Turning a Tunnel into a Funnel

I recently discovered something about myself that gave me reason to reflect on how humans learn behaviors and habits. In this particular case, it might be more accurate to say how we unlearn them.

Some Background

I’ve been driving legally since I was 14 (at least, most of the driving I did was legal, although there were in few tickets during my high school days that alleged excessive speed. Since I chose to plead not guilty then, I can hardly say otherwise now). The point is, I’ve now been driving on public roads and highways for nearly half a century.

In all those years, I’ve had three automobile accidents. In two of them, I was parked and hit by someone that should never have been allowed to operate anything more complex than a can opener. In the third, I fell asleep at the wheel on a mountain road and installed my ’59 Bonneville in the roof of a fellow’s home, instantly replacing his television set with the front end of my car.

So, that one really stupid (and costly… VERY costly) accident aside, I think that 47 years with only one mishap speaks pretty well of my driving ability. I’ve driven on six continents, in desert and arctic conditions, sometimes in traffic that can only be described as chaotic, all without mishap, which is no mean feat. Is that because I’m a skilled driver?

No. It’s because I’m an attentive driver – what is often referred to as a defensive driver. I always made it a point to pay a great deal of attention to everything going on (or potentially going on) around me. It saved my ass many times.

What the Hell all this has to do with Anything

Just as I learned to watch out for potential traffic hazards, I later learned to make fastening my seatbelt an integral part of starting my car. After doing both for a time, it became an automatic and often unconscious response.

Lately though, I haven’t had occasion to drive at all for quite a while – for at least five or six months. With the exception of the occasional need to visit the convenience store on the corner when I run out of cigarettes (that’s another sort of habit, for another day), I rarely even leave the house.

Hell, I spent 100+ hours a week in my office downstairs, only rarely seeing the rest of the house in daylight. (Note to self: get a life!)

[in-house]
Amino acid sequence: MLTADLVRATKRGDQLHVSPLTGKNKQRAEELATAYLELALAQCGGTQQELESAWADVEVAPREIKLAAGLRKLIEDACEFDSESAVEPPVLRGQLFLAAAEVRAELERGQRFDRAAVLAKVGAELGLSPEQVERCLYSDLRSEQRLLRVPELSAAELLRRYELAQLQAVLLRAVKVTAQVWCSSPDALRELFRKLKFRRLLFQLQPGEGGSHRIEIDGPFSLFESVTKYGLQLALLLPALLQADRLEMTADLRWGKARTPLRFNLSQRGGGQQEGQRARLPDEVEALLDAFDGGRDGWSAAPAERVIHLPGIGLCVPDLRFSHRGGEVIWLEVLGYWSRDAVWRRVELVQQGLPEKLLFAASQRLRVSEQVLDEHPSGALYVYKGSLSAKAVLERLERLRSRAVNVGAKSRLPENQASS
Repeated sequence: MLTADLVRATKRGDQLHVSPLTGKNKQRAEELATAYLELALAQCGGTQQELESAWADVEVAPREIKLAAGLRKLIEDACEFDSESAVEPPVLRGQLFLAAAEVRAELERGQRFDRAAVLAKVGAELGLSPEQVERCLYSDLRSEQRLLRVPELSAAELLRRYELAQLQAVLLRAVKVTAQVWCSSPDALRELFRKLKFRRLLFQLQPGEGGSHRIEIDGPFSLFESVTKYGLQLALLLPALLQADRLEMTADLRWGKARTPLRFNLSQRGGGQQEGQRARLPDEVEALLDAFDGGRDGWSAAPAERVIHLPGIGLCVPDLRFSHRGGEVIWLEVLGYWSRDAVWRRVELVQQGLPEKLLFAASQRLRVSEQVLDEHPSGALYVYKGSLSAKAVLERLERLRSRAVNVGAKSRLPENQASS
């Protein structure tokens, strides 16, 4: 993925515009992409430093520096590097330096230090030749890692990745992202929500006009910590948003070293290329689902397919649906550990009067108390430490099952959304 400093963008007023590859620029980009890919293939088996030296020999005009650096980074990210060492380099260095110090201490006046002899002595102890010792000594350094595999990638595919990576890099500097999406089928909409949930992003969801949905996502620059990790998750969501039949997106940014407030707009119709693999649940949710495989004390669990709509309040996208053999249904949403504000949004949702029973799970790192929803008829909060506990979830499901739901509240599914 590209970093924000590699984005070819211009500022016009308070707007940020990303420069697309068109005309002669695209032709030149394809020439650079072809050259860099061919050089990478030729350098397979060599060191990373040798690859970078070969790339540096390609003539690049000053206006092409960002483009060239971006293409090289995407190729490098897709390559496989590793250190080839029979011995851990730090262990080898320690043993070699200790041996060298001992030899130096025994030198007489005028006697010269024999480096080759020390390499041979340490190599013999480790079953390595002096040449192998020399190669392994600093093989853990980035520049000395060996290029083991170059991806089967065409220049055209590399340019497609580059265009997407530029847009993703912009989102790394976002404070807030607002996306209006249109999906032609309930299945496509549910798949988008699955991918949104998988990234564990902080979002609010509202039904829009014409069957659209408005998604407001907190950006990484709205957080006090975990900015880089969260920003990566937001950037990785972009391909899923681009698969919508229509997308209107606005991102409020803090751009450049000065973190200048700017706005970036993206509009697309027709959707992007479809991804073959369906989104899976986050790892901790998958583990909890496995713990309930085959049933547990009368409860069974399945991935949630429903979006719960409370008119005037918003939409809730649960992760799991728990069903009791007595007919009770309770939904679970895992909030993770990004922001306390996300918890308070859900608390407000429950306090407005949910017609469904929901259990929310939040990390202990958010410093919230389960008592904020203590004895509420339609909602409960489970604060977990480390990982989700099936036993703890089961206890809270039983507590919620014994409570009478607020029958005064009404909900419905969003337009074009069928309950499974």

But last month, my daughter, who does all the running around, shopping and sundry errands for the household, went out of town for three weeks. So one day, I needed to hop in the car and run to the store for something.

And that’s when it hit me.

Not literally. In fact, I almost hit him. A car that was pulling out from a side street, that a few months ago, I would have noticed 100 meters before I reached that intersection, totally escaped my notice until the point that he was directly in front of me. Stomp on brakes, smile at driver’s single-digit salute and evil glare, then proceed cautiously.

That’s when I also realized that I hadn’t fastened my seatbelt… something I’m normally anal about, since they’ve saved my life twice before.

And that’s what got me thinking. Why did I forget my seatbelt? Why had my normally attentive driving habits deteriorated?

For my friends out there, all quick to poke fun and make disparaging remarks, hinting at failing vision or classic dementia: Byte me!

My vision corrects just fine with my bifocals, and had nothing to do with not noticing that car.

My mental acuity is fine, too. You’ll just have to take my word for that. Neither Alzheimer’s nor senility are knocking at my door. The only pervasive signs of old age that are evident is getting up to pee in the middle of the night and muttering about the kids playing in our front yard.  Okay, I have a problem with the nimrods that insist on wearing their trousers 12 inches below their waist, too – but I think most of us do, our age notwithstanding.